Cthulhu: telomerase positive

That is not dead which can eternal lie.
And with strange aeons even death may die.

So why can’t we just “turn on” the telomerase activity and stop the inevitable shortening of telomeres which causes cellular replication to fail in the elderly?  It has to be pointed out that some organisms do not succumb to senescence, and they are essentially immortal, although none of them are smart enough to clean up on long term, low risk investments.  Key examples are lobsters, jellyfish and coral.  Lobsters in particular are interesting because they have active telomerase throughout their lifespan, and they actually appear to be more fit the older they get.  That subject is a riddle that, so far as I know, remains unsolved.

Why do we poor mammals have to be content with a scant 100 or so years of life?  Why can’t we, like the lobsters, live forever?  The answer lies in one word:  cancer.  Cancer is built in to our biology.  Any system that requires exquisitely tight controls will eventually fail.  If that system governs the rate at which cells grow and divide, you will eventually have out of control growth.  The longer you walk this tight rope, exposed to mutagens in the air, the soil and the water, the greater the risk of failure.  Telomere shortening may have evolved as a way of keeping cancer in check, eliminating older cells that have been exposed to DNA damaging conditions.  Turn telomerase back on, and those geriatric cell lines will continue to accumulate damage, increasing with each division the chance of cancer developing.  It may not be a coincidence that the immortal animals live in dark oceans where UV damage is minimized.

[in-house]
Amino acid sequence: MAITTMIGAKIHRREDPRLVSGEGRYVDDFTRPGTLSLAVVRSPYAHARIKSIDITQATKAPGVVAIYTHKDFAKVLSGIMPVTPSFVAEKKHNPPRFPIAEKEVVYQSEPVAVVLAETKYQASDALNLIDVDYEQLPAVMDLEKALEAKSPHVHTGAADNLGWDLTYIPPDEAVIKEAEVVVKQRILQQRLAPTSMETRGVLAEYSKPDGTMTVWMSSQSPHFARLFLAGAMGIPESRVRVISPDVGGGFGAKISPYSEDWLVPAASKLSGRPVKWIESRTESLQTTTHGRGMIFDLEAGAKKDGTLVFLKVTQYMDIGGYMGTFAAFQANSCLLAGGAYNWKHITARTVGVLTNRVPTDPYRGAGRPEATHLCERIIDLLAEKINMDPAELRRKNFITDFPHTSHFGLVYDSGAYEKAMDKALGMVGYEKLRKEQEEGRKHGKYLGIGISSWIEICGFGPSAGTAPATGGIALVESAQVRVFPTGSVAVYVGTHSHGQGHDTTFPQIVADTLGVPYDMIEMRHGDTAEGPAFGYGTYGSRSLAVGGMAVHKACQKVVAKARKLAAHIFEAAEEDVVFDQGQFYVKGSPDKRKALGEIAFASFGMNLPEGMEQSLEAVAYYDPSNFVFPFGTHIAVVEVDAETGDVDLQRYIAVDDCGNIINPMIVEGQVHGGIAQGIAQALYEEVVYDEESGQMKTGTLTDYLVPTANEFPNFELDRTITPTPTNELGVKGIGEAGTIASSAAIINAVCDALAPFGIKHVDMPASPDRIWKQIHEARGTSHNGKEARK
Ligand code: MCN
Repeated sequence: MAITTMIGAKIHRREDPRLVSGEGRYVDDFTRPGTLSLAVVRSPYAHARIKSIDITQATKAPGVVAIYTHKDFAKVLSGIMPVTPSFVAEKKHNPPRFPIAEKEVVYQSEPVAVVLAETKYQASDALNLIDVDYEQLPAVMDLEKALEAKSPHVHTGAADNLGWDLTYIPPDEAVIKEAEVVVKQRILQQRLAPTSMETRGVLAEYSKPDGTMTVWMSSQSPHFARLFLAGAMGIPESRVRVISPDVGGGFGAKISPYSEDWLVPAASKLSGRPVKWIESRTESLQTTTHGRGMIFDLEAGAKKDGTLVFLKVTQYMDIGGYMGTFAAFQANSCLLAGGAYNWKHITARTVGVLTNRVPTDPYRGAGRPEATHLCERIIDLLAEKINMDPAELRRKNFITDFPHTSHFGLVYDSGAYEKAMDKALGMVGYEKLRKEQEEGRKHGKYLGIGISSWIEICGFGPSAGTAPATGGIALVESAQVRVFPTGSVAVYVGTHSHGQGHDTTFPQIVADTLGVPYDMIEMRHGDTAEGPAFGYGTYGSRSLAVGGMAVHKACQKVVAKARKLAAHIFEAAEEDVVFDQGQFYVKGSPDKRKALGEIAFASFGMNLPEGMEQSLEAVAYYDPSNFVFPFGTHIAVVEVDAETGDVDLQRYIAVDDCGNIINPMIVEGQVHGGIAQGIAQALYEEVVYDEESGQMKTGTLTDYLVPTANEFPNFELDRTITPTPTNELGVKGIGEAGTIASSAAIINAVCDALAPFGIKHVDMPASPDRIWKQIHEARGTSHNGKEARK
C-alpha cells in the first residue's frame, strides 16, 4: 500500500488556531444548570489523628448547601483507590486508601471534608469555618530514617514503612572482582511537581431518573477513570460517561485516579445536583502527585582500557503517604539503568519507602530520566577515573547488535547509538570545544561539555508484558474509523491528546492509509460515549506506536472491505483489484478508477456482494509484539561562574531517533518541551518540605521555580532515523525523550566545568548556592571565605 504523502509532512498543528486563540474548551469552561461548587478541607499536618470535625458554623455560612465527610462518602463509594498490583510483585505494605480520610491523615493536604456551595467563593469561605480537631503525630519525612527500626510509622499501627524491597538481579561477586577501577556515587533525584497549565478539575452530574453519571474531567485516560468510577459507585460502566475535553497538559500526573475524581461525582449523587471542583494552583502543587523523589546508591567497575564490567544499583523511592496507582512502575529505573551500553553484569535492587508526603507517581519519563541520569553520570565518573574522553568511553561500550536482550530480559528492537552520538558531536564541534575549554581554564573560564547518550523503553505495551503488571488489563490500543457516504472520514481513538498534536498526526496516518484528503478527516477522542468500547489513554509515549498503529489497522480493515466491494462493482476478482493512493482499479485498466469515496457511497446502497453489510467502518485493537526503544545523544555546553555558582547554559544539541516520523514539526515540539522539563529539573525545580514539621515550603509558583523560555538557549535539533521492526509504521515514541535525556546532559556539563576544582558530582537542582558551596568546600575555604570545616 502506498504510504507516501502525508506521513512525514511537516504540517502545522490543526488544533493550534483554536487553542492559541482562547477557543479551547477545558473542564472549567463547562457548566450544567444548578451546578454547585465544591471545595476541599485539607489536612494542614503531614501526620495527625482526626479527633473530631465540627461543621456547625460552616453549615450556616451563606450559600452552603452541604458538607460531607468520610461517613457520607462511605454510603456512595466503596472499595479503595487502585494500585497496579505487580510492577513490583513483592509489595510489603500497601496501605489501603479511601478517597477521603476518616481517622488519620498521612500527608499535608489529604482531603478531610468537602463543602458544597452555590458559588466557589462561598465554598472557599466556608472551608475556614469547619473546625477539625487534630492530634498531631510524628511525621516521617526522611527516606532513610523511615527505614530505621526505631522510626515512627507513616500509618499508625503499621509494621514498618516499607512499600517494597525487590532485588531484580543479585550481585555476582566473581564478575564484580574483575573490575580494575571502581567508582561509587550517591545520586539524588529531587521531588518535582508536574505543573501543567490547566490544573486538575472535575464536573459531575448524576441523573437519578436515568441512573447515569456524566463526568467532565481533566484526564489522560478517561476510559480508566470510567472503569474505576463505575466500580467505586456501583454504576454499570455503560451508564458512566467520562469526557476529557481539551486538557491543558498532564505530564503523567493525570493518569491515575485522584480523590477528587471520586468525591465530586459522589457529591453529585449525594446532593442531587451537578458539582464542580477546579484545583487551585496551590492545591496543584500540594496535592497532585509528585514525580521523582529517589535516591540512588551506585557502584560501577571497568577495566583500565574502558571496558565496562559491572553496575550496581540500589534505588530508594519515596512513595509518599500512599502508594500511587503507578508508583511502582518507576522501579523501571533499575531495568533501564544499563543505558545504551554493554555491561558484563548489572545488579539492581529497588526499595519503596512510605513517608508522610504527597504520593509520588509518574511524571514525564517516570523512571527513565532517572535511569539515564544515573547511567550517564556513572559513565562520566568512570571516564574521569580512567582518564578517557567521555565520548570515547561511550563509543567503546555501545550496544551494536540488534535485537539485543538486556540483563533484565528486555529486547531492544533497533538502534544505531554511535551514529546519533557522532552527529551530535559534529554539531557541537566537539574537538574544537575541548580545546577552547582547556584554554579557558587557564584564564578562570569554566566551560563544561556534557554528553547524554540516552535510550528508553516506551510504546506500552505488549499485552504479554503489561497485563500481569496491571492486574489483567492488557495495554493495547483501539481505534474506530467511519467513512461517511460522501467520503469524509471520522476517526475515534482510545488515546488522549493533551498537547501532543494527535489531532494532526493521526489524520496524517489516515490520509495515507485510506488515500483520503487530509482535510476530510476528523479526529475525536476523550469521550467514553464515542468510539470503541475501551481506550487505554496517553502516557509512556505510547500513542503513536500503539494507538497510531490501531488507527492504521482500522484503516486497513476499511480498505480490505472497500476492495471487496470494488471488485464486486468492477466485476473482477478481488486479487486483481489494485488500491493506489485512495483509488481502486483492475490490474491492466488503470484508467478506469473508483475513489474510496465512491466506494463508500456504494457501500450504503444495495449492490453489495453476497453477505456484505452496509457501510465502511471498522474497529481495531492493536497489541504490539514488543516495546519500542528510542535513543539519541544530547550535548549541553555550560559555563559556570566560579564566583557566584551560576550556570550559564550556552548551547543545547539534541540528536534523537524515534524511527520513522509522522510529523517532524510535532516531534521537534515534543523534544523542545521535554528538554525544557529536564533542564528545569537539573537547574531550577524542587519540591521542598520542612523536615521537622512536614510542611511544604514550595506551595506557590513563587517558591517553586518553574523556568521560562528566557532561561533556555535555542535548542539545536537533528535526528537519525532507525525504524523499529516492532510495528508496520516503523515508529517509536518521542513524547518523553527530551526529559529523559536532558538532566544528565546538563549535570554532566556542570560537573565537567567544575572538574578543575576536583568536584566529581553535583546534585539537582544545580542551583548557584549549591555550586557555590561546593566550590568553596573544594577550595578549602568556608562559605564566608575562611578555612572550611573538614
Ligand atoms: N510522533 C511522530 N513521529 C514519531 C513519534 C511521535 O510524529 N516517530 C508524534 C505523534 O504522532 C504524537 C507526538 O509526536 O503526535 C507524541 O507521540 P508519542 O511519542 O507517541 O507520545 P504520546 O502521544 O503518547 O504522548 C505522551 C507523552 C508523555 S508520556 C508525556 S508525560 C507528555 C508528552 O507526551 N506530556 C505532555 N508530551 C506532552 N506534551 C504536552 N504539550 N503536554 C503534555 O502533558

Cruz Hernandez: 128 yrs old at death